Helldivers 2 Team Believes Devs Should Establish Trust Before Monetizing Games

"You Need To Earn The Right To Monetize"

Story Highlight
  • Helldivers 2 features microtransactions, but they are not pay-to-win.
  • The game’s director believes developers should earn the player’s trust before monetizing their games.
  • In Helldivers 2, players can earn premium currency through gameplay, eliminating the pressure to spend real money.

Helldivers 2 has seen unprecedented success on PC and PlayStation 5. Having sold 1 million units within 3 days of its launch, the game has now been crowned Sony’s most successful launch on PC.

This co-op shooter has microtransactions, but Johan Pilestedt, the director of Arrowhead Game Studios, believes they steered clear of the pay-to-win approach. He thinks developers should earn the opportunity to make money from their games.

Why it matters: Many modern games feature the unfortunate trend of incorporating microtransactions. Recently, Foamstars introduced microtransactions priced more than the game itself. However, It’s great to see that the developers of Helldivers 2 are making efforts to reduce the number of microtransactions in their game.

Responding to player worries about microtransactions on Twitter, Pilestedt stressed that while some in-game items have slight functional variations, they made sure to steer clear of making it pay-to-win.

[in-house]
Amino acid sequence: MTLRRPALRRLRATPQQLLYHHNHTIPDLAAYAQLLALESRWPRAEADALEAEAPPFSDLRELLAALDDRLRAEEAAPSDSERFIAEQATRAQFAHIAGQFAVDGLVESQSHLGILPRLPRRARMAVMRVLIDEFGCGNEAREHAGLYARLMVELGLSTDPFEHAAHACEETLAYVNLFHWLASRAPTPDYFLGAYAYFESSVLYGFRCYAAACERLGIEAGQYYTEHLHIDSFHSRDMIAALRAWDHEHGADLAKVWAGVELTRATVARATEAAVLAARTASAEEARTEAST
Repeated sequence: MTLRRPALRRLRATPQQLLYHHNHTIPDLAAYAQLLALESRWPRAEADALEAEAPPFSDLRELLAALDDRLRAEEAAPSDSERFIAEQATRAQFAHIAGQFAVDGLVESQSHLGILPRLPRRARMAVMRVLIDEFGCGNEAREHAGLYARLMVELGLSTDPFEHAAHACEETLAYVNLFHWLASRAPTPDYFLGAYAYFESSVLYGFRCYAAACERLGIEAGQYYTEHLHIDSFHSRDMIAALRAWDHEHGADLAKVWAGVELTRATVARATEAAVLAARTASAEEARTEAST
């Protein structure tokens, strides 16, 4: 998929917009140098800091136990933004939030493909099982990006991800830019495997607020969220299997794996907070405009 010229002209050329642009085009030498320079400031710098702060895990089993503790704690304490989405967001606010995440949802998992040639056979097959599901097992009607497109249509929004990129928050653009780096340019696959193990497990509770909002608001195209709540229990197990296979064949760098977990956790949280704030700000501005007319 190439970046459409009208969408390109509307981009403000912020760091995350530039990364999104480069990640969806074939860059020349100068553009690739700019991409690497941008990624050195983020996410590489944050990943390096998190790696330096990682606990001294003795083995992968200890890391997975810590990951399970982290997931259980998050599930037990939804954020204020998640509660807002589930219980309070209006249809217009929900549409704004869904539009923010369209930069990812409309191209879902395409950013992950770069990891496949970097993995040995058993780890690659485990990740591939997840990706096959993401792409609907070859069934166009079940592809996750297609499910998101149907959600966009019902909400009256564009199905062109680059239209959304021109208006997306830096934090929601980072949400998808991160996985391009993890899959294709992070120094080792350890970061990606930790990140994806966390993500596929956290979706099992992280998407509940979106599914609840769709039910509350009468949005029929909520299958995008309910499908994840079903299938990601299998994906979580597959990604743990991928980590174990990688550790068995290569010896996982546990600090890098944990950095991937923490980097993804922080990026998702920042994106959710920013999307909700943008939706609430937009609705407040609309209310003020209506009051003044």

Players have an option to support us, but we are never forcing anyone to do so.

-Arrowhead CEO

He humorously conceded that the only genuinely “pay-to-win” item is a revolver but jokingly cautioned that it’s not a game-changer.

Helldivers 2 takes a different approach to microtransactions. Players can earn the premium currency, Super Credits, through the gameplay itself by exploring maps and trading medals.


This eliminates the pressure to spend real money and ensures everyone has access to the same core gameplay experience. While cosmetic options and some other items are available for purchase, they don’t provide any unfair advantage, respecting the integrity of the game’s balance.

Pilestedt’s stance against exploitative monetization stands out in an industry flooded with loot boxes, season passes, and constant microtransactions. His belief that developers must “earn the right” to monetize their games suggests a commitment to delivering quality gameplay, building player trust, and then providing optional ways for players to support the game.

This approach resonates with the “fair-to-play” trend gaining momentum recently. Games like Warframe and Path of Exile prove that successful, enduring titles can thrive without resorting to unfair monetization practices.

These games prioritize engaging gameplay, meaningful updates, and ethical microtransactions, attracting and retaining players through value rather than manipulation.

Helldivers 2 maintains its fair play by selling cosmetic items and non-essential upgrades through microtransactions. This keeps the competition balanced and ensures players can back the game as they choose without feeling forced or falling behind.

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